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SportsColumnistsDavid Lennon

Mets making error not starting Dominic Smith at first

Repeatedly using Wilmer Flores at first, at the expense of Smith's continuing education, just doesn't compute.

Mets leftfielder Dominic Smith waits for a pitch

Mets leftfielder Dominic Smith waits for a pitch during the second inning against the Rays in a game at Citi Field on July 8. Photo Credit: Kathleen Malone-Van Dyke

Dominic Smith said he wasn’t surprised that his name was missing from Tuesday’s Mets lineup, but I was. The Giants were starting Chris Stratton, a righthanded pitcher, and after Smith’s game-losing collision the previous night with Amed Rosario -- while playing leftfield -- there seemed to be an obvious benefit to immediately returning him to first base, where the 23-year-old could maybe patch up his dented confidence.

Apparently not.

The Mets have led us to believe that we’ve entered the evaluation period of this lost season, to see who should stick for 2019 and beyond. Jeff McNeil, who sat (against Derek Holland) Monday in favor of Jose Reyes, returned with four hits in Tuesday’s 6-3 victory and delivered the tiebreaking double with two outs in the eighth -- off a lefty reliever, no less.

Despite all this supposed info-gathering, however, Wilmer Flores started at first base Tuesday rather than Smith, with Reyes camped at third. I’m not going to wade back into the Reyes swamp. There’s no point anymore.

 But repeatedly using Flores at first, at Smith’s expense, just doesn’t compute. The Mets have had Flores for six years, a total of 561 games, and that’s more than enough time to calculate that he’s a helpful bench bat with a very limited glove. Another 500 games at first base isn’t going to turn him into Keith Hernandez. Or so we thought.

“This is an opportune time to get him extended periods of playing time, because you never know what’s going to happen next year,” Mickey Callaway said. “We’re in a spot right now where he has to start every day, and we could be in that spot again next year.”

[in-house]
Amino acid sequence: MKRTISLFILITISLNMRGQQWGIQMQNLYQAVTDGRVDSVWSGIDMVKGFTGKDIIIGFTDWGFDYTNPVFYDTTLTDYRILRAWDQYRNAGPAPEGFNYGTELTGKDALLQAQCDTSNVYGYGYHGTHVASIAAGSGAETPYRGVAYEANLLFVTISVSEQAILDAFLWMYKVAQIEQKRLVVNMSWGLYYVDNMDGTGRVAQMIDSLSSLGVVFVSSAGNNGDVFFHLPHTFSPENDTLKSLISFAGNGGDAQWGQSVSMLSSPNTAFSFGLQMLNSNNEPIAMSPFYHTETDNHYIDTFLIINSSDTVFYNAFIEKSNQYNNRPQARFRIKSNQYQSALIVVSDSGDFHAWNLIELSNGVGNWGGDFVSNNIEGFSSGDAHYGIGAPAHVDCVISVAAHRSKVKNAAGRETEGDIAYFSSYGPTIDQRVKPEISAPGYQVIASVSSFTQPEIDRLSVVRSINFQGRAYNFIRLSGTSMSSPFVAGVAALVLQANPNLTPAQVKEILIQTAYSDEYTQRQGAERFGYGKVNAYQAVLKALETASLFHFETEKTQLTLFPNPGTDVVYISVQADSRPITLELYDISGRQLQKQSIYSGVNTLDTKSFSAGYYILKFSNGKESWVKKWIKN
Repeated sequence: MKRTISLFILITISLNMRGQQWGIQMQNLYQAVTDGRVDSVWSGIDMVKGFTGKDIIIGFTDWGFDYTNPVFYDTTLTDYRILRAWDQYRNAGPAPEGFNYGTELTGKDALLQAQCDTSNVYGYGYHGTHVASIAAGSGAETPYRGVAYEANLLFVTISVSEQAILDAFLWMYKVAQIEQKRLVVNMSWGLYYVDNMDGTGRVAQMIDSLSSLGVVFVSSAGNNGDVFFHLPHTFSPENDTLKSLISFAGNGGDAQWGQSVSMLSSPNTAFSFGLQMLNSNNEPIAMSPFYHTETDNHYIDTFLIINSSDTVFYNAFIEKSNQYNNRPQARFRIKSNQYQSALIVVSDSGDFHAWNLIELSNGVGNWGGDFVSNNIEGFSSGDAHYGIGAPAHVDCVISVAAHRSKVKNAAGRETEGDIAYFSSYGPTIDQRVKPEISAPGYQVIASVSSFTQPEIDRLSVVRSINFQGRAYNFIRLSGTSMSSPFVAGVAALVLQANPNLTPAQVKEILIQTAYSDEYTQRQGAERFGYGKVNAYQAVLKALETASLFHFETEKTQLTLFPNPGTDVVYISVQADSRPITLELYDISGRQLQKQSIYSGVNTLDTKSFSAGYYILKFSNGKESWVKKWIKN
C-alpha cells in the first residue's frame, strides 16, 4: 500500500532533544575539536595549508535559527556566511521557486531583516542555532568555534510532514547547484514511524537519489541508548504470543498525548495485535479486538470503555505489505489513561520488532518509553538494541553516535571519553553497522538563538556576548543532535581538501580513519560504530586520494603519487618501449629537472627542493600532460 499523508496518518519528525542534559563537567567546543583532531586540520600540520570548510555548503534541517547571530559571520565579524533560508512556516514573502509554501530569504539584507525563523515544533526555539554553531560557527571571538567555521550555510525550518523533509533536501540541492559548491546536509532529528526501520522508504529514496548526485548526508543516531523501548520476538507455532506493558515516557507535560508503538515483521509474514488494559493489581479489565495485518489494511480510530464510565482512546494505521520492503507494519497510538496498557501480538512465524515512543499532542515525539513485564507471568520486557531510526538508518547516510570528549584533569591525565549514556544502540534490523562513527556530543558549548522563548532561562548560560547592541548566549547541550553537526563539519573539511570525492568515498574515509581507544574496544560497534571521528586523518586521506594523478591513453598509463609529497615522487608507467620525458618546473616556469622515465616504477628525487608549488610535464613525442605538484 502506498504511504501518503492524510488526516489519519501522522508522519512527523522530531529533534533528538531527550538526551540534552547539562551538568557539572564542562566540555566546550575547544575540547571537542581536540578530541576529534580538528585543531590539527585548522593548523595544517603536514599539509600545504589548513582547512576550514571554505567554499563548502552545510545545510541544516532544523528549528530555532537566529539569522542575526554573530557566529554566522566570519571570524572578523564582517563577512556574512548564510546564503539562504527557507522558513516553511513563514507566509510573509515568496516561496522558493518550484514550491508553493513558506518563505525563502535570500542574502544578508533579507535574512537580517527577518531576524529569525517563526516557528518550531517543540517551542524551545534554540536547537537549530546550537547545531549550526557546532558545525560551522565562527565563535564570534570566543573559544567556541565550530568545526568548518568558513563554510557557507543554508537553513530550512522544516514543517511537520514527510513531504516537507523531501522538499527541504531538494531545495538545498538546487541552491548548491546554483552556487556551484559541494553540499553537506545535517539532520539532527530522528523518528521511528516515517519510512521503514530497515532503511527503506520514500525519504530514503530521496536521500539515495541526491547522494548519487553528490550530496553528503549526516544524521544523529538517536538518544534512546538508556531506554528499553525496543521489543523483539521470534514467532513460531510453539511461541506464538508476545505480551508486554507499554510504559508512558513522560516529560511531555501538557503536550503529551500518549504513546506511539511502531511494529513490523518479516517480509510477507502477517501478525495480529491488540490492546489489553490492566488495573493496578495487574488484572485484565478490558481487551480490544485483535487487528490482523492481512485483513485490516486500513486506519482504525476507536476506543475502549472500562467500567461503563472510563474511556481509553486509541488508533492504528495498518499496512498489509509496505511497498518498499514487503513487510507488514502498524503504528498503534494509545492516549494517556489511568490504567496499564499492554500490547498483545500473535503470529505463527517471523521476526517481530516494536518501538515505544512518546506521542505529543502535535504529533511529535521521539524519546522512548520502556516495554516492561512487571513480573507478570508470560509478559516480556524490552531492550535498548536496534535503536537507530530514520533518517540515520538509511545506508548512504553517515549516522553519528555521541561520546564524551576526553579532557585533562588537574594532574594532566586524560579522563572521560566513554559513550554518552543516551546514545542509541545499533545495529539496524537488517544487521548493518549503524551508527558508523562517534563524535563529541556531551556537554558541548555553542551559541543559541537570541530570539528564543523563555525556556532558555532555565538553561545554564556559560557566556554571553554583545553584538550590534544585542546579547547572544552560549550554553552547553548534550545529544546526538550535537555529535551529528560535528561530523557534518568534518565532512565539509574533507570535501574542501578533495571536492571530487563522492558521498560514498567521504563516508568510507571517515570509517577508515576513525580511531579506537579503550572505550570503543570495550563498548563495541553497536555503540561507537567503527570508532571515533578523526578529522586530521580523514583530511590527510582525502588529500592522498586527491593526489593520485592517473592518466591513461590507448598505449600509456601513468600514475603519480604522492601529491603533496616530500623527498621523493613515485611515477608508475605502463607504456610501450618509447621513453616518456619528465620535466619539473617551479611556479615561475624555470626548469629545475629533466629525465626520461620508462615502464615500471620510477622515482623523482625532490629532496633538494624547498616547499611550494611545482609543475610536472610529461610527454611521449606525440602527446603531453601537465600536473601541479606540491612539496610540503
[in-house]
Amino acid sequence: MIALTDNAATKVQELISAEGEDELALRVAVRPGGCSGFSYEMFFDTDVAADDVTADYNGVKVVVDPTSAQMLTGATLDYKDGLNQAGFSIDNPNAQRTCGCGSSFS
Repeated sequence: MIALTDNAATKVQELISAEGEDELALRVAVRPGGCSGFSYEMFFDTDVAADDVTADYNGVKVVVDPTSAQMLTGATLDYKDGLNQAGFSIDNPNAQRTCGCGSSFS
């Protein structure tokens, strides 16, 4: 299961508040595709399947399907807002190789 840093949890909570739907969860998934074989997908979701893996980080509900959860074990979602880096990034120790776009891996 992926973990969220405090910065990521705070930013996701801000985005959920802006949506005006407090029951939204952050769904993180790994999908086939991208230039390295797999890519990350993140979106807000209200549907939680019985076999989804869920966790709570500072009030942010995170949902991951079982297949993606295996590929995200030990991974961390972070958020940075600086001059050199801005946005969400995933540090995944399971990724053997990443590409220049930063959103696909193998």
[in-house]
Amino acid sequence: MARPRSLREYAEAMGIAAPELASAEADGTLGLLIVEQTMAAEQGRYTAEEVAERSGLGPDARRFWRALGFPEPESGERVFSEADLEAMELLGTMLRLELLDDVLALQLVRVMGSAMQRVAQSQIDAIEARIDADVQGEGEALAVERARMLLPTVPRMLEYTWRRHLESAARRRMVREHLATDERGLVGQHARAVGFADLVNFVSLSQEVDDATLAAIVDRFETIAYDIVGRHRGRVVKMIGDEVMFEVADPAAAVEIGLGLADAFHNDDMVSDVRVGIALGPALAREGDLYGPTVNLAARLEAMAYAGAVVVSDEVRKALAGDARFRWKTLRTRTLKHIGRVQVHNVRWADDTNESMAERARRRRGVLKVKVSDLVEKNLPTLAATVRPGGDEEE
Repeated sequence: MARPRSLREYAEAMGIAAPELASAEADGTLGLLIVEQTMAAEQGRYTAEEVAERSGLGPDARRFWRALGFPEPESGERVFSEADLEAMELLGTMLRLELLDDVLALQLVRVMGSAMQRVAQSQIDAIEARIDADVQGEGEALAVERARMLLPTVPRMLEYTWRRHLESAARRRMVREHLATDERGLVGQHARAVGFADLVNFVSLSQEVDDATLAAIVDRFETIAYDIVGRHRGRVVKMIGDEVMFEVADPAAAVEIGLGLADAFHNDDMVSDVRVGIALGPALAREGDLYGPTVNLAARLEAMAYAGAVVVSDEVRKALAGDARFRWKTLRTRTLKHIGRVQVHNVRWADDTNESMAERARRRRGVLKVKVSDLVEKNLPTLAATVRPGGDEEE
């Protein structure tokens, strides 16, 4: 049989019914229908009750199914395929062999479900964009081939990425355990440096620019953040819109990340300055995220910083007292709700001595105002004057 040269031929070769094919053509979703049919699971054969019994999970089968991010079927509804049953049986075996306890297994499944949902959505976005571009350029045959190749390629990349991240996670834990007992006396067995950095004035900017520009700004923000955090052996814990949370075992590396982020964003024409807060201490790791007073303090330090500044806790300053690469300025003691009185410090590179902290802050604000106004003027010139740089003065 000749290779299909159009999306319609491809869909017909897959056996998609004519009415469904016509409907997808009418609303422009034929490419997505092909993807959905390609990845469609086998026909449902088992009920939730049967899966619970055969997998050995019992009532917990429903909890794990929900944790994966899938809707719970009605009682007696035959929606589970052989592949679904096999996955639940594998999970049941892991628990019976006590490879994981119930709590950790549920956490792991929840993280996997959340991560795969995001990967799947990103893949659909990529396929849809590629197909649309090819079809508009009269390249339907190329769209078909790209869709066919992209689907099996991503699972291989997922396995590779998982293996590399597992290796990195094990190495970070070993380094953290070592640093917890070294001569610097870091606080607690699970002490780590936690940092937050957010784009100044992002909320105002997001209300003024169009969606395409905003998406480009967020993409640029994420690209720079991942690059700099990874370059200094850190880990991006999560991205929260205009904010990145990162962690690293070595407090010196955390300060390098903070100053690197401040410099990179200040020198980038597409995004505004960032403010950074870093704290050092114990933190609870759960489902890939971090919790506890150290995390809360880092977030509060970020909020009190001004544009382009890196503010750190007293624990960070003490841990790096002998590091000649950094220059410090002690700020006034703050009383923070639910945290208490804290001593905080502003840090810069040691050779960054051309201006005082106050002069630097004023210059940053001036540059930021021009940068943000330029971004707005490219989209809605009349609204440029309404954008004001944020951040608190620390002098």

Seriously? As long as Smith is around, they don’t have to start Flores. And Flores as a potential everyday first baseman again in 2019 is not a scenario Callaway should be saying out loud. Flores is who he is. A career .263 hitter with a .770 OPS that has displayed a flair for the dramatic. 

But the jerking around of Smith in the name of “versatility” isn’t doing him or the Mets any good. In case you’ve forgotten, Smith was the 11th pick overall in the 2013 draft, and he’s still relatively young. It’s way too early to rubber-stamp him a failed prospect.

There have been issues, sure. Smith has struggled with his weight, and showing up late for the pregame meeting before this year’s Grapefruit League opener -- causing him to be benched -- was a major screw-up. The subsequent quad injury further derailed him, and he’s regressed this season at Triple-A Las Vegas, batting .255 with six homers and .718 OPS in 78 games. 

It probably didn’t help that the Mets bumped him to the outfield back in May, and Smith smiled uncomfortably Tuesday when asked if he carried the pressures of the new position switch to the plate with him. Everyone got to see how well that’s been going when he crashed into Rosario Monday night. 

“When you’re a young guy playing up here, you don’t want to mess up, you don’t want to make a mistake,” Smith said Tuesday. “They’ve heard what you can do, but they haven’t seen it yet. I want to show them that I can do this.”

The Mets don’t seem willing to give him the opportunity. Smith was displaced at first base in Vegas by the promotion of Peter Alonso, a prolific run-producer in the minors (30 HRs, .941 OPS) that  can’t really field the position. Up at Citi, where Smith is now the only real first baseman, he’s still getting passed over. 

“We’re going to find spots for him when it makes sense,” Callaway said. “Just being able to play in the outfield helps us out. It helps him out, and gives us a better chance to win, in my opinion.”

 Smith’s inexperience in leftfield nearly concussed Rosario Monday night and also cost the Mets the game, so the evidence suggests otherwise. It’s great to have the flexibility afforded by multi-purpose players, but the Mets have historically displayed a masochistic fascination of forcing square pegs into round holes.

 Callaway did say that Smith would get the start at first base Wednesday - to give Flores a blow -- so I relayed the info to him at the bat rack during BP. He hadn’t heard yet, but seemed relieved. “Guess I should take some ground balls then,” Smith said.

 Hard to imagine why things haven’t been working out.

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